Corporate weekly highlights—19 April 2018

This week’s edition of Corporate highlights includes news analysis of the Takeover Panel’s ruling that Disney will need to make a mandatory offer following the acquisition of Twenty-First Century Fox, concerns over the failure of FTSE 350 companies to meed gender diversity targets and the case in which the Supreme Court defines the scope of Wrotham Park (negotiating) damages. We also have a Market Tracker dividends trend report in the pipeline.

Public company takeovers

Panel confirms that Disney will need to make mandatory offer following Fox acquisition

The Takeover Panel (Panel) has ruled that following the completion of the acquisition by Disney of Twenty-First Century Fox, Disney will be required to make a mandatory offer for Sky pursuant to Rule 9.1 of the Takeover Code (Code). The ruling is an example of the so-called ‘chain principle’ under the Code.

The ‘chain principle’ is dealt with under Note 8 on Rule 9.1 of the Code. Under this principle, an obligation to make a mandatory offer can arise where a person acquires 50% or more of the voting rights of a company (which need not be a company to which the Code applies) and, as a result, acquires or consolidates control of another company to which the Code does apply, by virtue of the first company's interest in that second company.

In its ruling the Panel said it considered that securing control of Sky might reasonably be considered to be a significant purpose of Disney’s acquiring control of Fox and that therefore Disney should be required to make a mandatory offer following completion of the acquisition. The Panel ruling also provides clarity on further ruled that the Offer must be at £10.75 in cash for each ordinary share in Sky.

For further information, see Panel confirms that Disney will need to make mandatory offer following Fox acquisition.

Corporate Governance

Change needed as FTSE 350 companies fail to meet gender diversity targets

The Investment Association (IA) and the Hampton-Alexander Review have called for change, as figures show one in ten FTSE 350 companies have fallen below gender diversity targets. The IA and the Hampton-Alexander Review have written to 35 of the FTSE 350 questioning their low female representation at leadership level.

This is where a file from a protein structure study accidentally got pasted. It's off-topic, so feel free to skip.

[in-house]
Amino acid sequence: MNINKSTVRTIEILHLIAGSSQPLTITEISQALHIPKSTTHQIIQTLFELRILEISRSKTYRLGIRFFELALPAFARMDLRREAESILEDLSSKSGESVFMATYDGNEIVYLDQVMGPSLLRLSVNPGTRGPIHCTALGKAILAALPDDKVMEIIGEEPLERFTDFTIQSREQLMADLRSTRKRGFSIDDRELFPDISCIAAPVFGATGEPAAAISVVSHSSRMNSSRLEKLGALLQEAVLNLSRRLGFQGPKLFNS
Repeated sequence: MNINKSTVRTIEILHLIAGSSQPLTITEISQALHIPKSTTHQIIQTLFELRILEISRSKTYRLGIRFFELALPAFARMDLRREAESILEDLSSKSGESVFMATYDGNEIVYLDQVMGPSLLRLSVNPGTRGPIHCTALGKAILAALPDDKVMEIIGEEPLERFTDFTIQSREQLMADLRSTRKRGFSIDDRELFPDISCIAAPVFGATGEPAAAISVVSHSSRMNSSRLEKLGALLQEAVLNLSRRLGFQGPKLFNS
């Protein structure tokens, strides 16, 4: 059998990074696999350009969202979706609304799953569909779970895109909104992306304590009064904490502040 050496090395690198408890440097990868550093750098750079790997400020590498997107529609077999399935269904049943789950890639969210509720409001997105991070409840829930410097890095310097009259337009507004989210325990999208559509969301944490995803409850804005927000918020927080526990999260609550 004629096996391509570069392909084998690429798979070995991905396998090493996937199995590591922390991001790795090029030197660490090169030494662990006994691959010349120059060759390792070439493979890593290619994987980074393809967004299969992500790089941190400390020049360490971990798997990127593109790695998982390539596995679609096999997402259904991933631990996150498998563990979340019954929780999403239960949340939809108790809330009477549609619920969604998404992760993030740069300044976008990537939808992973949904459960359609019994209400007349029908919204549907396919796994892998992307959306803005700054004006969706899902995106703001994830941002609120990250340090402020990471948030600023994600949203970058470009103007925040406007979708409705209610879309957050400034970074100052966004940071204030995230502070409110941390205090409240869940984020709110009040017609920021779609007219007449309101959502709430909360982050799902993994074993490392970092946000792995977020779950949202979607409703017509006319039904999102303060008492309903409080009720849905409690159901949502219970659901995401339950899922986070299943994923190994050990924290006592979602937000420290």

They call on businesses to take ‘swift action’ to ‘urgently address gender diversity’ within their companies and argue that diverse companies ‘typically outperform their less diverse peers and make better long-term decisions’.

For further information, see LNB News 17/04/2018 111.

Accounts and reports

Government to conduct independent review of Financial Reporting Council

The government has launched an independent review to examine the role and powers of the Financial Reporting Council (FRC), the regulator for auditors, accountants and actuaries. The review—to be led by Sir John Kingham—will assess the FRC’s governance, impact and powers, to help ensure it is fit for the future. The review is scheduled for completion by the end of 2018.

Responding to the announcement, the chair of the FRC, Sir Win Bischoff, has welcomed the review, which he believes will ensure the FRC is best placed to support UK efforts to attract investment in business for the long term.

For further information, see LNB News 17/04/2018 46.

Additional Corporate updates this week

Supreme Court defines scope of Wrotham Park (negotiating) damages (Morris-Garner v One Step)

The Supreme Court has allowed the appeal of the defendants on the assessment of damages for breach of non-compete and non-solicitation covenants in the sale of a business providing ‘supported living’ services for children leaving care and vulnerable adults. The courts below had erred in assessing the award of damages on a so-called Wrotham Park basis and the case will now be remitted to the High Court for a hearing on quantum to measure the claimant’s actual financial loss. Christopher Hare, barrister at Guildhall Chambers explains that the decision is important as it clarifies the nature of Wrotham Park awards and the circumstances in which they may be appropriate.

For further information, see LNB News 18/04/2018 89

Of debts and dividends (LRH Services Ltd v Trew)

The case of LRH Services Ltd (in liquidation) v Trew underlines that a company and its directors must take great care when reviewing information leading to the making of a solvency statement under the Companies Act 2006. Failure to do so has the potential for criminal repercussions and possible personal liability in the future. Rebecca Zaman, of 3 Verulam Buildings, explains a case that offers clarity for insolvency practitioners.

For further information, see Of debts and dividends (LRH Services Ltd v Trew).

Sandhu and another v Nagra and others